"Leaders of schools, colleges, universities and community organisations [to] take a whole organisation approach to the mental health of their students, young people and staff, so that it permeates every aspect of their work and is embedded across all policies, cultures, curricula and practice."
2035 Vision, Children and Young People’s Mental Health Coalition
The development of a whole university approach to mental health is informed by frameworks for health promotion including the Ottawa Charter, the Okanagan Charter for Health Promoting Universities and Colleges, 2015 and the Healthy Universities framework. The last of these, developed in the UK with support from the Higher Education Funding Council of England, aspires to create: “a learning environment and organisational culture that enhances health, wellbeing and sustainability”, an approach to make the setting itself a healthier place for people to live, work and play, combining healthy policies, in a healthy environment with education programmes and initiatives.
The whole university approach also refers to current initiatives in schools and colleges specifically related to mental health and wellbeing. An early review of evidence on the whole school approach to mental health suggested that effective programmes are “likely to be complex, multifactorial and involve activity in more than one domain.”1 Further reviews of the evidence in schools and colleges have reinforced the finding that isolated interventions or services are inadequate to address the ‘wicked’, multifactorial challenge of mental health. The model for educational settings has more recently been further detailed with frameworks for implementation in for example Public Health England’s work with the Coalition for Children and Young People’s Mental Health Promoting children and young people’s emotional health and wellbeing: a whole school and college approach (2015). Government policy has adopted the whole school/whole college approach to mental and emotional health in schools with the Children and young people’s mental health and wellbeing taskforce (2015) identifying a national commitment to “encouraging schools to continue to develop whole school approaches to promoting mental health and wellbeing”. This is reflected in National Institute for Health and Care Excellence guidelines and Ofsted inspection requirements. The Green paper on Children and Young People’s Mental Health due at the end of 2017 will seek further implementation of this model.
Finally the whole university approach looks to models of psychosocial education such as Positive Education which has been defined as ‘education for both traditional skills and happiness’.2 Positive and other psychosocial approaches emphasise the importance of learning environments in the acquisition of emotional skills including Seligmans five routes which include meaning, relationships, positive emotion, accomplishment and engagement alongside knowledge and technical skills. Positive university models have sought to apply positive methodology across the various environments of a higher education institution: learning, social, community, faculty and administration and residential. Further information is available from the International Positive Education Network.
Mental health in higher education has multiple determinants and consequences. It constitutes an increasingly complex challenge for leadership, a matrix of risk, regulation, emergent policy and opportunity, arguably no longer susceptible to conventional planning and delegation.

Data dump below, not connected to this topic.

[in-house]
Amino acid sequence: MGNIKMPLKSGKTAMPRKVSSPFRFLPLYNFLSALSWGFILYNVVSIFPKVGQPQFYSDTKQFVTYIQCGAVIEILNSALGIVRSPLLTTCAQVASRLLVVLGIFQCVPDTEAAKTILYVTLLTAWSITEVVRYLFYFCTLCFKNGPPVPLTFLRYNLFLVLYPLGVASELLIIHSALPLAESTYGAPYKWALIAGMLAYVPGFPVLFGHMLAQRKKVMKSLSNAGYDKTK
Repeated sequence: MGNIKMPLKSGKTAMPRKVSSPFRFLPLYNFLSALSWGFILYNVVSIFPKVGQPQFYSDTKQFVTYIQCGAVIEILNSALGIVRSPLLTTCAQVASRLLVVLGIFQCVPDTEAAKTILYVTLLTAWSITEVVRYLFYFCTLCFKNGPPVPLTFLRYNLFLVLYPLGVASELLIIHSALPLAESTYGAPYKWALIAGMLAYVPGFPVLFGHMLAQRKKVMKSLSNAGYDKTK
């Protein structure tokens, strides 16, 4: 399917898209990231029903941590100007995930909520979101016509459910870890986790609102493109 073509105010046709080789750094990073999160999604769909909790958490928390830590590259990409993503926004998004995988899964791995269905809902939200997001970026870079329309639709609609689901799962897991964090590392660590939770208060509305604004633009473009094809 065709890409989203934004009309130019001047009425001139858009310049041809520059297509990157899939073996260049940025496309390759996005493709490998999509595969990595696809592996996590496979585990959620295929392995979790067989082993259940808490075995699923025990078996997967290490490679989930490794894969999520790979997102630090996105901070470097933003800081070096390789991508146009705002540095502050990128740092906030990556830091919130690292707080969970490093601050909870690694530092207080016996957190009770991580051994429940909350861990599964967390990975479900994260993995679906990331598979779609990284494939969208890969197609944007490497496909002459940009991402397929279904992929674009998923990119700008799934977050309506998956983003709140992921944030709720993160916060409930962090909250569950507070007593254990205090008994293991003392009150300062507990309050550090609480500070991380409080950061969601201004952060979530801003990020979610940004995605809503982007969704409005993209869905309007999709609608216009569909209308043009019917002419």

Adoption of a whole university approach requires strong and strategic leadership, engagement of multiple constituencies and partners and sustained prioritisation. It asks universities to reconfigure themselves as health-promoting and supportive environments in support of their core missions of learning, research and social and economic value creation and to embed this across all activities.
Most importantly it entails a joined up approach to transform cultures and embed mental health initiatives beyond student services.
The UUK model describes four domains:
COMMUNITY: Empowering communities, and promoting community awareness and cohesion are central to health promotion. Involve students and staff in all stages of the improvement journey, recognising the importance of peers and colleagues, joint development of activities and resources, transparency in decision-making and evaluation.
LEARNING: Curricula and teaching practices have a significant impact on mental health. Introduce learning communities to foster connectedness and motivation, enhance the role of the personal tutor, offer flexibility in course design and assessment and in adjustments all to understand and support the needs of diverse students. Encourage regular feedback on learning and academic practice including the use of analytics should reinforce the connection between students and staff.
LIVING: Social, physical and digital environments all bear on mental health. Regularly audit and enhance these environments in order to regulate, support and improve healthy cultures within them. This includes policies on respectful communications, discrimination, harassment, behaviours, consideration of physical space and built environment, support for activities including sports and clubs, liaison with local community, businesses and residents.
SUPPORT: Universities already develop and resource a range of support services appropriate to the needs of students. Regularly review these to ensure they meet the needs of those experiencing mental health difficulties, provide access to appropriate services, signpost advice on other issues such as finance or housing, and link effectively with academic policies.